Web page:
Don't Fear The Fin
"Don't Fear the Fin"
What do astronauts and sharks have in common? Both could help solve medical mysteries like curing cancer.
Believe it or not, shark DNA appears to be resilient to cancer, and while we have this information, not enough research has been conducted to understand why. Therefore, the federal government needs to allocate more dollars to shark research to uncover this medical mystery.
Government funding of the world above is not equal to the world underwater. NASA budgeted $21 billion for space research in its 2020 fiscal year. Much of the focus was on sending astronauts to the moon and space exploration. There is no question NASA's work is vital and can uncover new life forms and answers to scientific questions. However, there is a vast disparity with the Oceanic Atmospheric Administration (NOAA) budget of 335 million.
A substantial increase in financial support can help numerous scientists like Dr. Robert Huether from the Mote Marine Laboratory. He has been studying sharks for over 40 years and not only wants to stop the massive killings of sharks every year but wants to continue researching their immune systems. Scientists have found sharks exposed to cancer-causing agents can neutralize cancer and cease tumors from growing within their bodies using their cell immune substances. Huether's research has led scientists to apply these substances in breast cancer trials. Results are optimistic, recording cancerous cell division and growth have been stopped.
The bad news is research is not cheap. "Don't Fear the Fin" is the tagline of OCEARCH, a non-profit shark tagging, and tracking organization. Indeed, they are not promoting humans dive into the ocean and hug a shark, but they know the vital benefits of researching and protecting sharks and the oceans. I had the opportunity to go onboard the OCEARCH research boat, met with scientists, and discussed the process and costs of shark expeditions. I learned every expedition requires an extensive crew of deckhands, scientists, and administrative staff. Each shark tag costs about $4K with average battery longevity of up to 5 years. Most of the funds to support the expeditions are from private dollars and sponsors. However, more government support is needed to help organizations like OCEARCH and the Atlantic White Shark Conservancy track and research these mysterious creatures.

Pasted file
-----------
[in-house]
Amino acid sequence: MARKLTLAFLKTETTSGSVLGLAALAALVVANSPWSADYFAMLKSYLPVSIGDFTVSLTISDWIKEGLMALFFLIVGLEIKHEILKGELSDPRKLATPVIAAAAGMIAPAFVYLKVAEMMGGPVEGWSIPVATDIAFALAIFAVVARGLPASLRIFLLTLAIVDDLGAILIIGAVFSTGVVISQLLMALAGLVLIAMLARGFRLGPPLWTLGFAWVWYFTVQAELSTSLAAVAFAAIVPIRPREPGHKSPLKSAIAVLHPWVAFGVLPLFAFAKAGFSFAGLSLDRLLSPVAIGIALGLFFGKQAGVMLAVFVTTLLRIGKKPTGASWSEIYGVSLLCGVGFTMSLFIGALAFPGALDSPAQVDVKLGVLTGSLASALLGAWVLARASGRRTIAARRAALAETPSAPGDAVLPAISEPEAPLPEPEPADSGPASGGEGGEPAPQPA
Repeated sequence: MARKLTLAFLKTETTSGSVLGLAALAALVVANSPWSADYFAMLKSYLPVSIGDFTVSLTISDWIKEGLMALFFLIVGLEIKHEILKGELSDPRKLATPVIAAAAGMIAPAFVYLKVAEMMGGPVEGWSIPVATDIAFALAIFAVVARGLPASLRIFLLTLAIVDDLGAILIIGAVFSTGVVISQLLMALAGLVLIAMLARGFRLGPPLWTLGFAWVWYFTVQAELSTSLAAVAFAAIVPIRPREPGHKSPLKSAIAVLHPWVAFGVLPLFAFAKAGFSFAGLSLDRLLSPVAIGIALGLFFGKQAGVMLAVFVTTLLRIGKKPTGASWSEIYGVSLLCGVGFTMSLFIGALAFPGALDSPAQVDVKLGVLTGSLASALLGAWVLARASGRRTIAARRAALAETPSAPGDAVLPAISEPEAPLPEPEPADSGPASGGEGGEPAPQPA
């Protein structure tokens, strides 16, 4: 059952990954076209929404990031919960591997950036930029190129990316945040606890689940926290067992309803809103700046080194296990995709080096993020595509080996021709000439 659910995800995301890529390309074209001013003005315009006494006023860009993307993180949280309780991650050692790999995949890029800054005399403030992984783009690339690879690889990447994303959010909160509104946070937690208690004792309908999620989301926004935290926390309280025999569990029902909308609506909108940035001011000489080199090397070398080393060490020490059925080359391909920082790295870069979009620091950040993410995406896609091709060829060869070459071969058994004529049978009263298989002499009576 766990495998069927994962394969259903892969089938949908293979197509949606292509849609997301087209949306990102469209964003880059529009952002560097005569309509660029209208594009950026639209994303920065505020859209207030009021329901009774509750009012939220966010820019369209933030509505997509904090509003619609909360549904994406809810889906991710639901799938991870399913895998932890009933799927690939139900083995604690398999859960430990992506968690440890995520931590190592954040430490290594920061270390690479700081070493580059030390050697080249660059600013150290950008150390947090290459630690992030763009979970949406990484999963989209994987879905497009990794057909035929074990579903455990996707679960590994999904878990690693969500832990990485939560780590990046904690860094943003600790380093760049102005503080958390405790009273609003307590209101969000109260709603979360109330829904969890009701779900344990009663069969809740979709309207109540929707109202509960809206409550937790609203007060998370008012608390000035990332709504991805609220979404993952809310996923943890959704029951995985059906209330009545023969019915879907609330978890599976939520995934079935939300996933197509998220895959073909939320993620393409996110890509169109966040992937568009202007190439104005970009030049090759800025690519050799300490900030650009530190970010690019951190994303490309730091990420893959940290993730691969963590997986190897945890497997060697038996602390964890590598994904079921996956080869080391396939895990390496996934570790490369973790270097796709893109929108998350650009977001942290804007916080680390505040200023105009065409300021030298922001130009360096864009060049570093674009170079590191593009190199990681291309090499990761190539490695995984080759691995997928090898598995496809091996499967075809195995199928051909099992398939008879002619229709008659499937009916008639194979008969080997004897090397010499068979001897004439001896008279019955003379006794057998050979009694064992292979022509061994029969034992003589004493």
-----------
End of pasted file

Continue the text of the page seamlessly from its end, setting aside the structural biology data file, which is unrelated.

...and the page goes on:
While it is true most humans and fish "fear the fin," medical discoveries alone verify why we should embrace the fin through scientific research. Government must allocate more dollars to universities and non-profit organizations to continue their research efforts. The ocean may hold answers to many experiments performed in space, given the proper resources. The next time an astronaut launches into space, I hope a scientist dives into the ocean with the same financial opportunities to explore our underwater world.